On Monday the U.S. Supreme Court issued a ruling that redefines the word “sex” to include sexual-orientation and gender identity in Title VII of the federal Civil Rights Act of 1964. Below is a statement from our friends at Family Research Council in Washington, D.C., regarding this decision.
WASHINGTON, D.C. — The U.S. Supreme Court ruled today that the federal prohibition of employment discrimination based on sex in the 1964 Civil Rights Act also prohibits discrimination on the basis of “sexual orientation” and “gender identity.” The court’s insistence that a Christian funeral home must retain a transgender employee threatens its freedom to operate according to its understanding of sexuality that is rooted in the facts of science and human history. The Harris Funeral Homes, a family operated business for more than a hundred years, was challenged by a male employee who said that he would no longer follow the company dress code of wearing sex-specific clothes for work. This led to the Equal Employment Opportunity Commission (EEOC) suing the funeral home, and the case made its way to the Supreme Court.
The court consolidated the funeral home case with two other cases, Bostock v. Clayton County and Zarda v. Altitude Express, in which employers were charged with discrimination on the basis of “sexual orientation.”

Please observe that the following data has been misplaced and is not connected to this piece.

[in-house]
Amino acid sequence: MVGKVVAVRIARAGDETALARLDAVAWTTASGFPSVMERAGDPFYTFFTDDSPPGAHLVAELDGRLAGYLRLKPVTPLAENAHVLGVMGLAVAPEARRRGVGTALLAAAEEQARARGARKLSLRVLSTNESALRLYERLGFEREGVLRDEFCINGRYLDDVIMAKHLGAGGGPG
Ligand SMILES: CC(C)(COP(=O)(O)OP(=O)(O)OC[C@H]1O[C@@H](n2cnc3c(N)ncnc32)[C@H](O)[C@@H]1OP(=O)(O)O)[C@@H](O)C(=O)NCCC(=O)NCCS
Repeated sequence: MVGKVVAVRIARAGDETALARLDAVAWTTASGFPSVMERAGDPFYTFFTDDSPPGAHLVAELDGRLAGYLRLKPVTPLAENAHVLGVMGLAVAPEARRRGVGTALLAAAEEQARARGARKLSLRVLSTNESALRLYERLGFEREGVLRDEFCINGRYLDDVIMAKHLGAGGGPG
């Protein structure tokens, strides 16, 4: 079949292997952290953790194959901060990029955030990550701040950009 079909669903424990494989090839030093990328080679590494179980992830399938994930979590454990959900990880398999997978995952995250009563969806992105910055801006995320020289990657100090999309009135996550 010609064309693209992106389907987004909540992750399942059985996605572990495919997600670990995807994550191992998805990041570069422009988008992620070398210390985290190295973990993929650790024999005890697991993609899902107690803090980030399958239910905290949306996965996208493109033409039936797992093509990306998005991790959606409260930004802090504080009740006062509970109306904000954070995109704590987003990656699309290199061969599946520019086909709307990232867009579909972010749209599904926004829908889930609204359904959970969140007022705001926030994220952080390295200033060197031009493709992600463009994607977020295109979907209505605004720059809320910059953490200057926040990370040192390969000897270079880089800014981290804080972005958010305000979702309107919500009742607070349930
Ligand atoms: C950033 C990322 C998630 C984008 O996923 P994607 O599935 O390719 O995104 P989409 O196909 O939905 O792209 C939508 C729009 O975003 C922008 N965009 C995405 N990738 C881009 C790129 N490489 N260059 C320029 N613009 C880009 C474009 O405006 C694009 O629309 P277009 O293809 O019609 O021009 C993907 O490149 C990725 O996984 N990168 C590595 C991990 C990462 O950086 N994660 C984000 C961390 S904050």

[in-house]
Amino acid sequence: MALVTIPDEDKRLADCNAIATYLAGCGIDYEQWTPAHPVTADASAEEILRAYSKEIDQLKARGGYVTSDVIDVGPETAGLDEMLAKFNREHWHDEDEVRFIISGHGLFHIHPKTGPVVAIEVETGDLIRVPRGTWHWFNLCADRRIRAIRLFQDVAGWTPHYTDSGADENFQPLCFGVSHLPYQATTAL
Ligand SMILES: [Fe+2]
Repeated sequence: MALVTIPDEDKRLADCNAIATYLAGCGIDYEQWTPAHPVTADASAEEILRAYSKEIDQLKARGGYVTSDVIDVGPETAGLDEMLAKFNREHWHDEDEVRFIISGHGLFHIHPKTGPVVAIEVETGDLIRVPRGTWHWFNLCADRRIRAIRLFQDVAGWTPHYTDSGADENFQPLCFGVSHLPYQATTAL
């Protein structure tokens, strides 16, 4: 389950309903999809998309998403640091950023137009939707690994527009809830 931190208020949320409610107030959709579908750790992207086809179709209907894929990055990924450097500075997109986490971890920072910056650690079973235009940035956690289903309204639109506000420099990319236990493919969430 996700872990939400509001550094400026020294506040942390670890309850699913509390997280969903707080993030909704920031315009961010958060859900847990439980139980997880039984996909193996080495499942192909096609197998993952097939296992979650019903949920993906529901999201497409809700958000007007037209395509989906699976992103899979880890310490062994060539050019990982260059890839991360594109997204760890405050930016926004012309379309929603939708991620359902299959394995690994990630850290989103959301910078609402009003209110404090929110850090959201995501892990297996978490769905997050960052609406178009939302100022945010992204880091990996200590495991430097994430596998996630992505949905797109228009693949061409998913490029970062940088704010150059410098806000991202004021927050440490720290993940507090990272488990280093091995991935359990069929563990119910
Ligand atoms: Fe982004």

Family Research Council President Tony Perkins released the following statement:
“The core issue before the Court in this case was whether it is within the legitimate power of judges to suddenly redefine the meaning of words and rewrite a 55-year-old statute. Sadly, the Court answered in the affirmative.
“Allowing judges to rewrite the Civil Rights Act to add gender identity and sexual orientation as protected classes poses a grave threat to religious liberty. We’ve already witnessed in recent years how courts have used the redefinition of words as a battering ram to crush faith-based businesses and organizations,” concluded Perkins.
Peter Sprigg, FRC’s Senior Fellow for Policy Studies, said:
“When Congress prohibited employment discrimination based on ‘sex’ in the Civil Rights Act of 1964, both their intention and the plain meaning of the word indicated that they were prohibiting discrimination against an individual because the person is biologically male or biologically female.
“We are disappointed the Supreme Court chose to radically re-write the statute by expanding its meaning to cover ‘gender identity’ and ‘sexual orientation.’ The failure of LGBT activists to achieve their goals through the democratic process is no excuse to simply bypass that process and obtain their goal by judicial fiat instead,” noted Sprigg.